Curriculum Overview

Roles & Responsibilities

The Governing Body

The Governing Body will monitor the effectiveness of this policy and hold the Principal to account for its implementation.

The Governing Body will also ensure that:

  • A robust framework is in place for setting curriculum priorities and aspirational targets.
  • The school is complying with its funding agreement and teaching a "broad and balanced curriculum" which includes English, Maths, and Science, and enough teaching time is provided for students to cover the requirements of the funding agreement.
  • Proper provision is made for students with different abilities and needs, including children with special educational needs (SEND).
  • All courses provided for students below the age of 19 that lead to qualifications, such as GCSEs and A-levels, are approved qualifications.
  • The school implements the relevant statutory assessment arrangements and adheres to exam boards’ conditions and criteria.
  • They participate actively in decision-making about the breadth and balance of the curriculum.
  • Students from year 8 onwards are provided with independent, impartial careers guidance.

Principal

The Principal is responsible for ensuring that this policy is adhered to, and that:

  • All required elements of the curriculum, and those subjects which the school chooses to offer, have aims and objectives which reflect the aims of the school and indicate how the needs of individual students will be met.
  • The amount of time provided for teaching the required elements of the curriculum is adequate and is reviewed by the governing board.
  • Where appropriate, the individual needs of some students are met by permanent or temporary disapplication from all or part of the National Curriculum in order to support them to gain wider life skills.
  • Requests to withdraw children from curriculum subjects, where appropriate, are managed.
  • The school’s procedures for assessment meet all legal requirements.
  • The governing board is fully involved in decision-making processes that relate to the breadth and balance of the curriculum.
  • Proper provision is in place for students with different abilities and needs, including children with SEND and curriculum provision is discussed and reviewed annually with leadership.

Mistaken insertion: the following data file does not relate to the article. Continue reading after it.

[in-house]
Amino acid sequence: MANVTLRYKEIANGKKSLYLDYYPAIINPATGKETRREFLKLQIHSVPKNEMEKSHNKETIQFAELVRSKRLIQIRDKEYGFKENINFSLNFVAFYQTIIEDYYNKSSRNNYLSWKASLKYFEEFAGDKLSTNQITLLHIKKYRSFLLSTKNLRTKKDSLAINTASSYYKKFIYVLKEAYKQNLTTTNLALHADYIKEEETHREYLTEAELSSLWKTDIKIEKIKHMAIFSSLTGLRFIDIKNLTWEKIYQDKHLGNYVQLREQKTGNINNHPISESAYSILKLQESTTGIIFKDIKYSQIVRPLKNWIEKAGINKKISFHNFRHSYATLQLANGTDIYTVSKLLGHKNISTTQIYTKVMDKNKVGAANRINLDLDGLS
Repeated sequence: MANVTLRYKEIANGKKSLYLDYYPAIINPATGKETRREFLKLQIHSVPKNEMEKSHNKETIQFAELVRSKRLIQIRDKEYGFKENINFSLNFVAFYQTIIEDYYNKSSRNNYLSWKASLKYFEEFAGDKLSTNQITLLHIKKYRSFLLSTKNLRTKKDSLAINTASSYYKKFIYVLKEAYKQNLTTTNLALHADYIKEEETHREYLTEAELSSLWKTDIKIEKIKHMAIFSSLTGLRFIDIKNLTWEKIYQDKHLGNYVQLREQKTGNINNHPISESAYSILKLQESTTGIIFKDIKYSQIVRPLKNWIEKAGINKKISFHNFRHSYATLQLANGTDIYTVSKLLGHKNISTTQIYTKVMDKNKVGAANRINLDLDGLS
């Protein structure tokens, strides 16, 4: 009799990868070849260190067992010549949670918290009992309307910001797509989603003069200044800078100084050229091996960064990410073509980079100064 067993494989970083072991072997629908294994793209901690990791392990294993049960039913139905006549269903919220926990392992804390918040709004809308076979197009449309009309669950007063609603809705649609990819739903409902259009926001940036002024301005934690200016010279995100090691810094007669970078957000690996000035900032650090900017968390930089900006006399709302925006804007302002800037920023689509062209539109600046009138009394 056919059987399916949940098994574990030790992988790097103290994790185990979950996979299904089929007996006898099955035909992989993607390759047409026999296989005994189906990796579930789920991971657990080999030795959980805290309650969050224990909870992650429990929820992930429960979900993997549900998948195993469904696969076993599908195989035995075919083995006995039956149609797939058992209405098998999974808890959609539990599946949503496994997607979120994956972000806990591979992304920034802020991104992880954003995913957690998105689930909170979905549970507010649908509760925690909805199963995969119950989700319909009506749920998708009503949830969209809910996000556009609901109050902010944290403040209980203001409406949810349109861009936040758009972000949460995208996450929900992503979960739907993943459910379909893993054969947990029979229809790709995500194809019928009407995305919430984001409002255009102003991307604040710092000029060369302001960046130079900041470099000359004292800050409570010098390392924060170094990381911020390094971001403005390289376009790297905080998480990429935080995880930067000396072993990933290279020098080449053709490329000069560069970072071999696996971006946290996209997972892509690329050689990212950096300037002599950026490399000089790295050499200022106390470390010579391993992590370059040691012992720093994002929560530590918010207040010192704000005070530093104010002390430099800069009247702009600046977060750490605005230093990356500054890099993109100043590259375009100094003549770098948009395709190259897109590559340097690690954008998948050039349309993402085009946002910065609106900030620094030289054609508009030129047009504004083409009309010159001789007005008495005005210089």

Other Roles and Responsibilities

Other staff will ensure that the school curriculum is implemented in accordance with this policy. Roles and responsibilities are monitored and quality assured, including processes for curriculum review.

Leadership Team

  • High levels of accountability for all staff.
  • Quality Assure methods to check what students know, can do and understand so that the right work is taught/informs teaching (assessment).
  • Check the implementation of the curriculum through progress checks, book looks quality assurance procedures.
  • Monitor and challenge departments to ensure that all groups of students can access the curriculum.
  • A programme of lesson learning walks and observations by the senior and extended leadership team.
  • Student interviews at specified moments throughout the year.
  • Regular calendared ‘work reviews’ of students’ work based on curriculum intent documents and assessment maps.
  • Annual surveys of parent and student views on the Academy.
  • Curriculum Area Department Profiles to be carried out by the Leadership Team.
  • Create opportunities to share identified good practice (staff meetings, INSET days, twilight sessions, Trust collaboration).
  • Ensure that there is access to resources for parents/carers to support their child’s learning, and that information about the curriculum is shared with families on a regular basis.

Subject Leaders

  • Carry out a curriculum area self-evaluation using the standard SEF pro-forma.
  • Ensure that review of curriculum plans takes into account students’ views.
  • Have full awareness and up-to-date knowledge of curriculum developments, changes and opportunities in their subject area.
  • Ensure all staff have the adequate subject knowledge.
  • Articulate ‘unique selling points’ and intentions of curriculum plans and what makes learning their subjects’ special at Abbey Grange Academy.

Teachers

  • Base the content of lessons on agreed curriculum plans.
  • Reflect on the content and effectiveness of their lessons on a regular basis.
  • Plan engaging and inspiring lessons that generate curiosity amongst the students.
  • Provide the opportunity for students to reflect upon curriculum plans.
  • Ensure that criteria for key assessment tasks are shared with students.

Students

  • Assist in the development of the curriculum through questionnaires, the student council and interviews with different student groups.

Parents and Carers

  • Complete questionnaires.
  • Parent Council feedback.
  • Form an active partnership with the Academy in promoting their child’s learning.
  • Where appropriate, attend twilight courses run by the Academy designed to assist parents in supporting their child’s learning, for example, ‘Moving On Evenings.’

Curriculum Intentions

Intentions:

  • Abbey Grange C of E Academy offers a curriculum that is ambitious and designed to give all students, particularly the most disadvantaged, the knowledge and cultural capital they need to succeed in life.
  • It is a broadly academic curriculum, with sights set firmly on the highest possible percentage of students achieving or exceeding their potential, and going on to further their education at university, college or on an apprenticeship. We have entered 80% of our students for EBacc for several years, in line with DfE targets and the prior attainment of the vast majority of our students.
  • Through high expectations, quality first teaching and targeted support, students from all beliefs, backgrounds and starting points are able to achieve.